Synthetic Control Method
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The synthetic control method is a statistical method to evaluate treatment effect in comparative case studies. It creates a synthetic version of treated units by weighting variables and observations in the control group.
- Synthetic Control Methods require data on outcomes in the group that receives the treatment as well as the group that does not - for both pre- and post-treatment periods
The Synthetic Control Method (SCM) is a statistical approach used to evaluate the treatment effect in comparative case studies. An SCM estimates the effect of a treatment (or intervention) of interest by comparing the evolution of an outcome variable for a unit affected by the treatment to the evolution of the same outcome variable for a synthetic control group.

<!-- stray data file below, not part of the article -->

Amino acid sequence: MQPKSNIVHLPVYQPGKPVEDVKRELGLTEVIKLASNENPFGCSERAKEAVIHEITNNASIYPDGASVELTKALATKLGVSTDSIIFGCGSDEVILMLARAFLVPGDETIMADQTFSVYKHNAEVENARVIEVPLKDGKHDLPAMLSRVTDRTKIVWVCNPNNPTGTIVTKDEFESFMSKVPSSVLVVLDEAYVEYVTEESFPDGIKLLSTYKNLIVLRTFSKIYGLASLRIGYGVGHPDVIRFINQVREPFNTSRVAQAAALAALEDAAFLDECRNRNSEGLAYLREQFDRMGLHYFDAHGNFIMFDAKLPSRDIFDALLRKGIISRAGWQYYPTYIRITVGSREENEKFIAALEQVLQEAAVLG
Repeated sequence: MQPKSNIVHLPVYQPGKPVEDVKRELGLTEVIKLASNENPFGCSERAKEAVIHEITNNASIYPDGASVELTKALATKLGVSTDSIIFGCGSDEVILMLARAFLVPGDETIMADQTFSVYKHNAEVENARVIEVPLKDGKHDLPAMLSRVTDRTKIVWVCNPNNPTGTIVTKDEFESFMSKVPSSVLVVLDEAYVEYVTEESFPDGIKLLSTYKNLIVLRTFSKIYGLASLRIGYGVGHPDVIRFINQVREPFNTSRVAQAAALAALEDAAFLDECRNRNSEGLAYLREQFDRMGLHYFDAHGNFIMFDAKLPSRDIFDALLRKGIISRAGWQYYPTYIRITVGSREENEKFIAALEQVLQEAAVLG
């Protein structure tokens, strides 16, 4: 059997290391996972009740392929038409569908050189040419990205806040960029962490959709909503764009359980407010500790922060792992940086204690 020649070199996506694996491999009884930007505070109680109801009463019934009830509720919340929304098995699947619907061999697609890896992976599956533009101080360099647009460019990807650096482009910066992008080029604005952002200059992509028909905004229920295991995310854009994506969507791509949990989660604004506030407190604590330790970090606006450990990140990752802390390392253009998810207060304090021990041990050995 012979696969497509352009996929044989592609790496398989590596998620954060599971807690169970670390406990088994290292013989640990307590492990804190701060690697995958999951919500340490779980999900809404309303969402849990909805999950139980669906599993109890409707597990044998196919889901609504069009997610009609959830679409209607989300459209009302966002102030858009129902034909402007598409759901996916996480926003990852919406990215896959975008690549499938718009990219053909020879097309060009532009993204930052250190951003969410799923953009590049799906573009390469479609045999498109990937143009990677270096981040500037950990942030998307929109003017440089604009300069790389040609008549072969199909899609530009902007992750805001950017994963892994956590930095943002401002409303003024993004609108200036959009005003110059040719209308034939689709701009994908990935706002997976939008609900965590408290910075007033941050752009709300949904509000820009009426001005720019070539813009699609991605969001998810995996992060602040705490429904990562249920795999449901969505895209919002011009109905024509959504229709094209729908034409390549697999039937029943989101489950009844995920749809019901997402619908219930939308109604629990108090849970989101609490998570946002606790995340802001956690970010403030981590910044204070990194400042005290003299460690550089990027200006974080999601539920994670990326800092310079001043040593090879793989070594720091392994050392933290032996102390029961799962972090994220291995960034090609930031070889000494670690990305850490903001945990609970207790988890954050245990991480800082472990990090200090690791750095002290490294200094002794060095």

The synthetic control group is created by searching for a weighted combination of control units chosen to approximate the unit affected by the treatment in terms of predictor variables. The evolution of the outcome variable for the resulting synthetic control group is an estimate of the counterfactual of what would have been observed for the affected unit in the absence of the treatment.
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This article is part of the topic Quasi-Experimental Methods.
 Abadie, Alberto, Alexis Diamond, and Jens Hainmueller. "Comparative politics and the synthetic control method." American Journal of Political Science 59, no. 2 (2015): 495-510.